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Reconciliation is the primary job of the Church, learning to live at peace with each other as we are reconciled with God #WhyChurch
On Halloween night + cotton socks + wooden steps + my generally clumsy nature = my right middle toe either breaking or being severely jammed. I got up the next morning to jogging, like ya do, and to my great sadness found that I could barely walk.
I took a break from the routine for several days and then tried to “power walk” my dog…this proved to be quite the disaster which climaxed with me yelling some expletives and falling on to Russel (my Queensland Heeler) who I’m sure was yelling out expletives in doggy language.
Over the next couple of weeks I tried to rehabilitate myself back to full foot health by continued long distance walking with the occasional bike ride. But a funny thing happened…actually it was quite tragic…my foot got worse.
Now, you might be reading and have much great wisdom and foresight than me, many people do. However I was too dense to realize that the more I tried to use my broken foot the worse it became. As I walked in a gimpish manner I found myself developing a limp and walking with my foot at an angle to compensate for the pain. Realizing this, I began reflecting on life – I suppose this happens from time to time when you become incapacitated. Have I developed non-physical limps?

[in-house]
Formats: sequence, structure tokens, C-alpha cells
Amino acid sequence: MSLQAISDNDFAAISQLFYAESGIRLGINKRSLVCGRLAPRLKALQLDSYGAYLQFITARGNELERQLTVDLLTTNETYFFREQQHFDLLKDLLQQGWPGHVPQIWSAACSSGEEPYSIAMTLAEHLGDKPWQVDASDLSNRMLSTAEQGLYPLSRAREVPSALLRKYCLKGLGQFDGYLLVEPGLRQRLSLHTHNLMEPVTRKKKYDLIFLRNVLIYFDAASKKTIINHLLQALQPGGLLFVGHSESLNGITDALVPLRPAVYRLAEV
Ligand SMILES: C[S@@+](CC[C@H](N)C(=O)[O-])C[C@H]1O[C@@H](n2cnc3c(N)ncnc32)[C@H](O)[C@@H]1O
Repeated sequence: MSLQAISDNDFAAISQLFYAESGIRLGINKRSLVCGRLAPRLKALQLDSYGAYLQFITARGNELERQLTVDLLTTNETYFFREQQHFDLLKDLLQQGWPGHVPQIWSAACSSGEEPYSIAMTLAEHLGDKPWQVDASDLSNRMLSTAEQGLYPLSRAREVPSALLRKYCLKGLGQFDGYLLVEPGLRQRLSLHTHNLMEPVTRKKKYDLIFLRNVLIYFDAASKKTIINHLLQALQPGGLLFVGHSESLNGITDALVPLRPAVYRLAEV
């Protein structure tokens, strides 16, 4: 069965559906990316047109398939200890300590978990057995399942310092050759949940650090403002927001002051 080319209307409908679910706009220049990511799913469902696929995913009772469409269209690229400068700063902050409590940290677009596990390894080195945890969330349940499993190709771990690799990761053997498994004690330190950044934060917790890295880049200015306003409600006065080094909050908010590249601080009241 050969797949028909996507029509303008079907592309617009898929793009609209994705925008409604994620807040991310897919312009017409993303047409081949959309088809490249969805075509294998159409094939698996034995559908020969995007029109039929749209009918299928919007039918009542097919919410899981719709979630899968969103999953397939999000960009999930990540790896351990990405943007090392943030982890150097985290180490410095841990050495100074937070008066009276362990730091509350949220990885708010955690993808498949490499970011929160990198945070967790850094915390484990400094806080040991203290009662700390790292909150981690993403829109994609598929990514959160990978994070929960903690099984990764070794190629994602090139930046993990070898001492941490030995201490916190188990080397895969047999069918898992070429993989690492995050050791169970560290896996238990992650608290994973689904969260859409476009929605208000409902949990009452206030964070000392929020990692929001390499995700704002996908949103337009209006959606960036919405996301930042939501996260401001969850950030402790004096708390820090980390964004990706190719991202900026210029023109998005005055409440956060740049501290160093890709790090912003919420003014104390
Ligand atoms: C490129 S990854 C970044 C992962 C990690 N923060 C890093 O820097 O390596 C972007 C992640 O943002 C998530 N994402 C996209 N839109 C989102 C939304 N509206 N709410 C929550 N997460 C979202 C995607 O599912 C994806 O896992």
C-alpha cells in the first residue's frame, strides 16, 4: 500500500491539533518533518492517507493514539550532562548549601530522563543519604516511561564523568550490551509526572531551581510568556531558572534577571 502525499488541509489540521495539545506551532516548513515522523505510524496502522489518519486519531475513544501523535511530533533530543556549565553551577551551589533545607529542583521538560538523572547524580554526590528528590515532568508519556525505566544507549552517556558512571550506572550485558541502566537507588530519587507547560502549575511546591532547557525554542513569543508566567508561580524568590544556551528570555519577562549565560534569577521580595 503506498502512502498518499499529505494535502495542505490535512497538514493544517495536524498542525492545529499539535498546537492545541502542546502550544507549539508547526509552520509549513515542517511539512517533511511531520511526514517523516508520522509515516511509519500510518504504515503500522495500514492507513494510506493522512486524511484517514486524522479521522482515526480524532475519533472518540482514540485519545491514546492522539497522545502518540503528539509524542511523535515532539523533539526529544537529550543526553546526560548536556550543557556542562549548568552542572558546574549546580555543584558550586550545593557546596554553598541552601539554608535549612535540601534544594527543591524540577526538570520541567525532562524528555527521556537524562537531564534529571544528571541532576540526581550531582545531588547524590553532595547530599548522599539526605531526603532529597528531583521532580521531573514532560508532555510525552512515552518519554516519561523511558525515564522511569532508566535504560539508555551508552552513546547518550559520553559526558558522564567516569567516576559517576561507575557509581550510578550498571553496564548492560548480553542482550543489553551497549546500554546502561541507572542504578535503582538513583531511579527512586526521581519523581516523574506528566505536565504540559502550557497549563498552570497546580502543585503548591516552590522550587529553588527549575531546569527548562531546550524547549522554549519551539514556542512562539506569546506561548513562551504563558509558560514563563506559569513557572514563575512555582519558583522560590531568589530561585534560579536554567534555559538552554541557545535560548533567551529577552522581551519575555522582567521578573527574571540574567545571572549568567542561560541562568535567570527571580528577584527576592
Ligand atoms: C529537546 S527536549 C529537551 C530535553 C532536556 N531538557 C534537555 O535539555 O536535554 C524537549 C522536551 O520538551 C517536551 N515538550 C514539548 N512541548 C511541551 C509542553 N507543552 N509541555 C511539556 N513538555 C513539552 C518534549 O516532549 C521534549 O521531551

The pain in my foot cause me to walk differently…the greater the pressure, the greater the pain and the more pronounced my dysfunction became. Have I done this in other areas of my life? When I received a wound from a friend or superior did I begin limping with my spirit. Did I suddenly act differently (indifferent, calloused cynical) in order to compensate for the pain and deal with the pressure? These are great questions to ask your self…do you limp? In your marriage/relationship? In the way you deal with children? Authority? Language? Humor? Vulnerability? Honesty? Ambition?
It took some illness and Thanksgiving holiday for me to stop trying to “fix” my foot and just rest. Often we try and fix what is wrong through self-medication busyness, positive reinforcement or coping mechanisms…but that actually just deforms us and makes us “walk” differently. What we need is healing, and healing only comes with space. For me, allowing God to work in my life, straitening out the crooked paths, has required many things, but the most important have been honesty and openness (space and time). If we do not allow ourselves to seek that healing beyond our own means, we will continue through life with these limps.
What starts of small, usually has serious repercussions when time and pressure are applied. Just think about a small back adjustment…over a life time it turns into crippling disability…imagine what happens to the soul when bitterness, hurt and resentment fester for a lifetime?